We use cookies to provide some features and experiences in QOSHE

More information  .  Close
Aa Aa Aa
- A +

U.S. Anti-pinkwashing Activists Don't See LGBTQ Israelis as Real People

11 10 0

This year, like last year, I slathered on layers of sunscreen, threw on my group’s wine-colored t-shirt, stocked up on bottled water and headed out to the Tel Aviv Pride Parade. It was already oppressively hot by late morning, but at the stand for IGY, the LGBT youth movement where I volunteer as a guide for new immigrants, the mood was electric.

>> Subscribe for just $1 now

Teens from all over the country displayed gay, bisexual and transgender pride flags, chatting excitedly with their groups and guides, feeling open and positively free.

During the parade, I joined the youth group’s sea of bordeaux-colored shirts, banners, signs and balloons, demanding equal rights through song and reminding everyone with our cheers that we are here and everywhere.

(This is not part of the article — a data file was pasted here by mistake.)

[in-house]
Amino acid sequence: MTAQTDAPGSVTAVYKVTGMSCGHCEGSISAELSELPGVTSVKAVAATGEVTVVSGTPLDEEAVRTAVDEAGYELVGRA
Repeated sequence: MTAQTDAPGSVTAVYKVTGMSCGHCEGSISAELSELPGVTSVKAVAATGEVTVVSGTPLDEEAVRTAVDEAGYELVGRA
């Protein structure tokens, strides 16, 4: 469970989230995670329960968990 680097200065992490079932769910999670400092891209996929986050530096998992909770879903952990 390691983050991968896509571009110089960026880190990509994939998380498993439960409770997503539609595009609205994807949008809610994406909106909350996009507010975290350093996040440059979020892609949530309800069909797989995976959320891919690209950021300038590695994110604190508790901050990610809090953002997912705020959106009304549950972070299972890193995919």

I watched one of the young adults from my group, a recent transplant from America, as he navigated through the sensory overload of his first-ever Pride event. There were 250,000 people there, all of them to tell us that we’re not alone, to tell us that we belong.

>> 'Pinkwashing' Has Become an Authoritarian Creed of Intimidation >> 'Like a Swastika': How the Dyke March Turned the Star of David Into a Hate Symbol

It was the internet that pulled me back to reality. While nursing a wicked post-parade sunburn in the quiet cool of my apartment, I made the rookie mistake of checking the social media responses to Tel Aviv Pride.

On pictures and articles about the event, anonymous commentators hurled the usual insults and slurs, adding homophobic and transphobic ones to the more common anti-Semitic tropes.

We've got more newsletters we think you'll find interesting.

Please try again........

© Haaretz